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It’s 2021 – Do You Know Where Your Supply Chain Is?

By Lauren Saidel-Baker on February, 12 2021

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Lauren Saidel-Baker

Lauren Saidel-Baker is an experienced speaker and economist. Her experience in finance supports her commanding grasp of ITR Economics' programs and subscriptions and their practical applications.

The pandemic-induced supply chain disruptions of 2020 came as a surprise to many businesses. Now that the dust has settled, let this experience serve as a reminder of the importance of understanding and improving your own supplier relations. It’s 2021 – do you know where your supply chain is?


Digitization allows for an unprecedented level of supply chain management. From anywhere in the world, firms can track not only inventory levels or the location of ships along routes, but also the specific sources of materials throughout intermediate steps. Tapping into this exceptional level of data availability is the first step in avoiding unpleasant surprises when disruptions arise.


The most immediate remedy for supply chain vulnerabilities is diversification. Sourcing from several different suppliers can mitigate the impact of shortages or delays from any one individual supplier. Further, develop your relationships with suppliers. Strong working relationships and a level of trust will help you spot potential disruptions ahead of time, as your supplier will surely know about such issues before they work their way down the chain. Perhaps having greater visibility into your business expectations will help your supplier plan more accurately for your upcoming orders. Perhaps a closer relationship will result in preferential order fulfillment in the case of shortages. The goal is to be on the same team.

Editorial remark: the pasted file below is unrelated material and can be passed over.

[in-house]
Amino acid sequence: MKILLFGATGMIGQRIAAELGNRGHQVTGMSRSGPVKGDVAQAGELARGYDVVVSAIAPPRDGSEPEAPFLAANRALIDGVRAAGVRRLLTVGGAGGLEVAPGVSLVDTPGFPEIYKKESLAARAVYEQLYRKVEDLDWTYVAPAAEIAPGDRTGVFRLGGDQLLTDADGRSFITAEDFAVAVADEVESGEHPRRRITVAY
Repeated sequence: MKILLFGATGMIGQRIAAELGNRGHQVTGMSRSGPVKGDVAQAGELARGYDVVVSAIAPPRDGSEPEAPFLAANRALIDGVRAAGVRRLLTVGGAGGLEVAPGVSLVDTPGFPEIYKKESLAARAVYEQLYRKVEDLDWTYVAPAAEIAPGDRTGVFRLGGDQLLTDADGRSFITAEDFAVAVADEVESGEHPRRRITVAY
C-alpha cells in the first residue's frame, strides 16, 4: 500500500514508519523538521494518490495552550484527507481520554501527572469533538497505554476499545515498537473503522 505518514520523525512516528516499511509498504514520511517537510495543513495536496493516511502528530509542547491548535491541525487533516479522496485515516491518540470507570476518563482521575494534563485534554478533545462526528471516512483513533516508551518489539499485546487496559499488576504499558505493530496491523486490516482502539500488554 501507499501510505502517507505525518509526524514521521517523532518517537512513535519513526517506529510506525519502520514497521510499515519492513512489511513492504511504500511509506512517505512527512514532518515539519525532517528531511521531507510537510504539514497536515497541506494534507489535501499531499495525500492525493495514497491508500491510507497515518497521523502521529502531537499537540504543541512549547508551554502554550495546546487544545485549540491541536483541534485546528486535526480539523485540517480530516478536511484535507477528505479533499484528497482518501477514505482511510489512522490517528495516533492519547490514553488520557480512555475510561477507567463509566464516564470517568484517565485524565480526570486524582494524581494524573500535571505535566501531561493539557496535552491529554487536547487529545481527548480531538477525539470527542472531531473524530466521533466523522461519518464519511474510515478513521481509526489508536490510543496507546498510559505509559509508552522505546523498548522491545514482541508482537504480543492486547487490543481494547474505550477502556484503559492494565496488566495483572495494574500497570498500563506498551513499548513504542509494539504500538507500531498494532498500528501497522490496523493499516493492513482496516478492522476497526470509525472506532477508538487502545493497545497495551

One specific supply chain trend that has accelerated due to the pandemic is near-sourcing. ITR speakers have been talking about this development for years, as production relocation trends have gradually stalled or even reversed. The shock of the global supply chain disruption in mid-2020 was such that even the most cost-sensitive producers began to see the advantages of sourcing materials and production closer to their end-use markets. There are two main lessons to learn from this experience. First, evaluate your own vulnerabilities to disruption in the global supply chain, and consider the value of nearer sourcing – even if at a higher cost basis. Second, consider whether this broader shift will open new opportunities for your business. Potential customers who have previously sourced overseas may be returning to your market – be opportunistic.

As always, if we at ITR can help you identify the impacts of these trends and formulate a plan, please reach out!


Lauren Saidel-Baker

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